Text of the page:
Budget plan should offer relief from taxes
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Holiday bill payment won't be the only headache facing everyone after the eggnog-laced cheer drains away.
Along with the new year will arrive a new excise tax increase intended to fund mass transit on O'ahu. It's up to 4.5 percent from 4 percent — a hike that may not sound like much, but as it applies to everything, it's going to add up.
Among the items to be taxed at the new rate: gasoline. And this hurts. Since April, when gas retailers were mandated to blend ethanol into the gas and qualified for a break from excise taxes, amounting to about 11 cents per gallon. That tax waiver expires Dec. 31, so the 11 cents will be slapped back on the price consumers pay at the pump.
The excise tax is what they call "regressive" because it hurts lower-income people more; expenditures on commodities such as food and gasoline represent a larger cut of their income— so they really feel the tax pinch.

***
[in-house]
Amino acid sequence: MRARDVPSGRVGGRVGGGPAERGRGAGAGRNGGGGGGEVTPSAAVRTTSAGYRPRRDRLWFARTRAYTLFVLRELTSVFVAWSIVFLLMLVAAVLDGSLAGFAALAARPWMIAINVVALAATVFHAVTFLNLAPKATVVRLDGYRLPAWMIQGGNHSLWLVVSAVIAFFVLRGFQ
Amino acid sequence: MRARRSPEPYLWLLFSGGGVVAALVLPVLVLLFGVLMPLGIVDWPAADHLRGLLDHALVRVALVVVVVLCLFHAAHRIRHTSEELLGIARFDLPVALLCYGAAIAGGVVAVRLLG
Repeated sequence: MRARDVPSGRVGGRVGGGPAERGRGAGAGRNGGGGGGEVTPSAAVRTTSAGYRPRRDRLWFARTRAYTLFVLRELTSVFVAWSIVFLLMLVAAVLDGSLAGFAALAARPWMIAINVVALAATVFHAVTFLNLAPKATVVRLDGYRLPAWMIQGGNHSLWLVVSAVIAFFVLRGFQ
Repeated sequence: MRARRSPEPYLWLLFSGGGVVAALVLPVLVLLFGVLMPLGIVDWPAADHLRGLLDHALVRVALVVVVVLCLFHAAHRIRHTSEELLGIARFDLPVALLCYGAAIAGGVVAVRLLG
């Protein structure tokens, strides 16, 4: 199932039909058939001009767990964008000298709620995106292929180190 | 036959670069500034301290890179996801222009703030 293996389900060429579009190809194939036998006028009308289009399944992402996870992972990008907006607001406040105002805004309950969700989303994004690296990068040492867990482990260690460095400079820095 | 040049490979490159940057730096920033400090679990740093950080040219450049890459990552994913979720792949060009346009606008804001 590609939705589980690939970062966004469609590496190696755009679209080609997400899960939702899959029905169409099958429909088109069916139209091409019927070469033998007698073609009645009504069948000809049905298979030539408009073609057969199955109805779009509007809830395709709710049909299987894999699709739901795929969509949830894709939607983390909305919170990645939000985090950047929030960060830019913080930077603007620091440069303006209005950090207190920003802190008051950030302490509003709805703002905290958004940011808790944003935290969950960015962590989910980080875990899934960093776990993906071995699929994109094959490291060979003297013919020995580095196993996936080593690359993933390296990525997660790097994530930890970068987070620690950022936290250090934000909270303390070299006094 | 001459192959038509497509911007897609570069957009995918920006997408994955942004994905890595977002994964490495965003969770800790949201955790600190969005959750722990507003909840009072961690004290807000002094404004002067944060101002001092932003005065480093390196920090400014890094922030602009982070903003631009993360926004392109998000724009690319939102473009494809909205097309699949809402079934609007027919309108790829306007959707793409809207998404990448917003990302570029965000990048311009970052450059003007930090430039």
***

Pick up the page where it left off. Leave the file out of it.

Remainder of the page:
Granted, mass transit is a public need that warrants financial support, and there are many other demands on the state pocketbook. Some of these — including a sizeable chunk for affordable housing — already figure prominently in Gov. Linda Lingle's proposed budget. Those needs have to be met.
But the taxpayers, many of whom were also hit with higher property assessments this year, have to see an end to the relentless tapping of their wallets.
Lingle last session proposed extending the ethanol waiver until 2009, but the bills died. She says she's working on tax relief ideas but won't say whether she'll seek an extension, or give any specifics.
The voters are waiting for someone with a balanced plan. Among the state's duties, the search for ways to ease the tax burden seems an obligation for the 2007 legislative session.